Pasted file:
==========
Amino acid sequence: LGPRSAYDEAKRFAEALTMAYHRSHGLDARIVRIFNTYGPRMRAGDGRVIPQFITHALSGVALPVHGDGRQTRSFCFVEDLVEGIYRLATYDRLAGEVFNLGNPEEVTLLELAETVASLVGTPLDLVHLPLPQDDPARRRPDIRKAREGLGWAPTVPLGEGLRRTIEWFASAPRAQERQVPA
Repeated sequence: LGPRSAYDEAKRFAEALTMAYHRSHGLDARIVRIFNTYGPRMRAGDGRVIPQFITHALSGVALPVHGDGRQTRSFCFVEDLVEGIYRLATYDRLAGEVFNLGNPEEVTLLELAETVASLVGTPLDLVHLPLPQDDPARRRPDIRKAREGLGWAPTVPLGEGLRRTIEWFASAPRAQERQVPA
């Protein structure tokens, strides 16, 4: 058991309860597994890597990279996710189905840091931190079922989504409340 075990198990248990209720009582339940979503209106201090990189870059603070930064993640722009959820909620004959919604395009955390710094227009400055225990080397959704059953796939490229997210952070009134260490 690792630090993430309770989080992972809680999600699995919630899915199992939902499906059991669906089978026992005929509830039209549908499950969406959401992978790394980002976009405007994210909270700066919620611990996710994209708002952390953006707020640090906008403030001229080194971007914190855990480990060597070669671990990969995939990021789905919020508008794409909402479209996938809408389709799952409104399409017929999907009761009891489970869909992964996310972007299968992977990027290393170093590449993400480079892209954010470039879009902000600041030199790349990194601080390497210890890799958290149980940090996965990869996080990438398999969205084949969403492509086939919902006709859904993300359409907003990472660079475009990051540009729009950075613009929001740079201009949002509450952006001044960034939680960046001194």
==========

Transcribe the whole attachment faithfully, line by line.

Amino acid sequence: LGPRSAYDEAKRFAEALTMAYHRSHGLDARIVRIFNTYGPRMRAGDGRVIPQFITHALSGVALPVHGDGRQTRSFCFVEDLVEGIYRLATYDRLAGEVFNLGNPEEVTLLELAETVASLVGTPLDLVHLPLPQDDPARRRPDIRKAREGLGWAPTVPLGEGLRRTIEWFASAPRAQERQVPA
Repeated sequence: LGPRSAYDEAKRFAEALTMAYHRSHGLDARIVRIFNTYGPRMRAGDGRVIPQFITHALSGVALPVHGDGRQTRSFCFVEDLVEGIYRLATYDRLAGEVFNLGNPEEVTLLELAETVASLVGTPLDLVHLPLPQDDPARRRPDIRKAREGLGWAPTVPLGEGLRRTIEWFASAPRAQERQVPA
């Protein structure tokens, strides 16, 4: 058991309860597994890597990279996710189905840091931190079922989504409340 075990198990248990209720009582339940979503209106201090990189870059603070930064993640722009959820909620004959919604395009955390710094227009400055225990080397959704059953796939490229997210952070009134260490 690792630090993430309770989080992972809680999600699995919630899915199992939902499906059991669906089978026992005929509830039209549908499950969406959401992978790394980002976009405007994210909270700066919620611990996710994209708002952390953006707020640090906008403030001229080194971007914190855990480990060597070669671990990969995939990021789905919020508008794409909402479209996938809408389709799952409104399409017929999907009761009891489970869909992964996310972007299968992977990027290393170093590449993400480079892209954010470039879009902000600041030199790349990194601080390497210890890799958290149980940090996965990869996080990438398999969205084949969403492509086939919902006709859904993300359409907003990472660079475009990051540009729009950075613009929001740079201009949002509450952006001044960034939680960046001194």